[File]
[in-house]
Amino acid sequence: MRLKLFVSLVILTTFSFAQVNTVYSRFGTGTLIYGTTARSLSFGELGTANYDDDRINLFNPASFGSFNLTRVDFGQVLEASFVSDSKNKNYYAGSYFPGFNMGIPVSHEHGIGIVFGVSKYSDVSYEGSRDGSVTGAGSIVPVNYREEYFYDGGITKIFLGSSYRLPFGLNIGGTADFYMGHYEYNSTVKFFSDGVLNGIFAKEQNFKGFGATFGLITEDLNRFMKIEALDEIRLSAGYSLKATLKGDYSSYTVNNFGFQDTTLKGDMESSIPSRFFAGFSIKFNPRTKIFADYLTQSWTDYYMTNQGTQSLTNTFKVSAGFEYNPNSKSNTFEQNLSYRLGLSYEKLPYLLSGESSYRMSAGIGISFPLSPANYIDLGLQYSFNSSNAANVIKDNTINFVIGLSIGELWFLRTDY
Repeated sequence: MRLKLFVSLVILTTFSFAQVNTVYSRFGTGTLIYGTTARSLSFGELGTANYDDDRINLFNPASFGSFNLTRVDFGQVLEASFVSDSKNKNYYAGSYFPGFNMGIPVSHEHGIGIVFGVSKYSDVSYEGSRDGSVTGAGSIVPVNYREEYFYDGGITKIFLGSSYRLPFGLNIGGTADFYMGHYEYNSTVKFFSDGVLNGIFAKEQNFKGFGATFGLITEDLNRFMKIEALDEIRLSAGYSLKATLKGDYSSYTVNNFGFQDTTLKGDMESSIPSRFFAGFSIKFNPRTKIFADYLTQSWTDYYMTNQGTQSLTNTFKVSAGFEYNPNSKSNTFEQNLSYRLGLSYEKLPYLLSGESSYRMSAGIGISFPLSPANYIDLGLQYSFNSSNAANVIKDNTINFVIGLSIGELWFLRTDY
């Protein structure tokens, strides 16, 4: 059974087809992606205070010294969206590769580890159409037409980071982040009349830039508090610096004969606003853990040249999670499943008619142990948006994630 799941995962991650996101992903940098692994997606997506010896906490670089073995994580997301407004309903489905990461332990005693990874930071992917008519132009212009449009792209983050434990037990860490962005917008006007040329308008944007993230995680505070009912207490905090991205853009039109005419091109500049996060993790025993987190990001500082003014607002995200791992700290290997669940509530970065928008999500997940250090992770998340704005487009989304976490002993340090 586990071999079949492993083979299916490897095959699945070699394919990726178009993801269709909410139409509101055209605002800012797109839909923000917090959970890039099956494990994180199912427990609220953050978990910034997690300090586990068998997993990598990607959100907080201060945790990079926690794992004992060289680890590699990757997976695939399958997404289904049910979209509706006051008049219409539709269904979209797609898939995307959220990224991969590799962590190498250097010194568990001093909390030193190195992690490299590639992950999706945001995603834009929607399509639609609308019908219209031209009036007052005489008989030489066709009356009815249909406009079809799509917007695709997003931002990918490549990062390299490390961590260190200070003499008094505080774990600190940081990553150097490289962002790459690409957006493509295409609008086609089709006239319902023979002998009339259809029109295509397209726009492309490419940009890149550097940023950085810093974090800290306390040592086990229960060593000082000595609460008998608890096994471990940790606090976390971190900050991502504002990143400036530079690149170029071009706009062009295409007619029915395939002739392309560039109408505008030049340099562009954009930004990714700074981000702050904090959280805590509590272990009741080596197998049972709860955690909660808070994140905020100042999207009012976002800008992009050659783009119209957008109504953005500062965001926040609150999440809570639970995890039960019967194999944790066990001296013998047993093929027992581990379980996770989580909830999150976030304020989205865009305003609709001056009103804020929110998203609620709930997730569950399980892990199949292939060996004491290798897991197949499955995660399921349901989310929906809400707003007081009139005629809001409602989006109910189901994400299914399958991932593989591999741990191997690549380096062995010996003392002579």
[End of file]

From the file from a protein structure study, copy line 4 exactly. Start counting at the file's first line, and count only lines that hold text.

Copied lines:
């Protein structure tokens, strides 16, 4: 059974087809992606205070010294969206590769580890159409037409980071982040009349830039508090610096004969606003853990040249999670499943008619142990948006994630 799941995962991650996101992903940098692994997606997506010896906490670089073995994580997301407004309903489905990461332990005693990874930071992917008519132009212009449009792209983050434990037990860490962005917008006007040329308008944007993230995680505070009912207490905090991205853009039109005419091109500049996060993790025993987190990001500082003014607002995200791992700290290997669940509530970065928008999500997940250090992770998340704005487009989304976490002993340090 586990071999079949492993083979299916490897095959699945070699394919990726178009993801269709909410139409509101055209605002800012797109839909923000917090959970890039099956494990994180199912427990609220953050978990910034997690300090586990068998997993990598990607959100907080201060945790990079926690794992004992060289680890590699990757997976695939399958997404289904049910979209509706006051008049219409539709269904979209797609898939995307959220990224991969590799962590190498250097010194568990001093909390030193190195992690490299590639992950999706945001995603834009929607399509639609609308019908219209031209009036007052005489008989030489066709009356009815249909406009079809799509917007695709997003931002990918490549990062390299490390961590260190200070003499008094505080774990600190940081990553150097490289962002790459690409957006493509295409609008086609089709006239319902023979002998009339259809029109295509397209726009492309490419940009890149550097940023950085810093974090800290306390040592086990229960060593000082000595609460008998608890096994471990940790606090976390971190900050991502504002990143400036530079690149170029071009706009062009295409007619029915395939002739392309560039109408505008030049340099562009954009930004990714700074981000702050904090959280805590509590272990009741080596197998049972709860955690909660808070994140905020100042999207009012976002800008992009050659783009119209957008109504953005500062965001926040609150999440809570639970995890039960019967194999944790066990001296013998047993093929027992581990379980996770989580909830999150976030304020989205865009305003609709001056009103804020929110998203609620709930997730569950399980892990199949292939060996004491290798897991197949499955995660399921349901989310929906809400707003007081009139005629809001409602989006109910189901994400299914399958991932593989591999741990191997690549380096062995010996003392002579």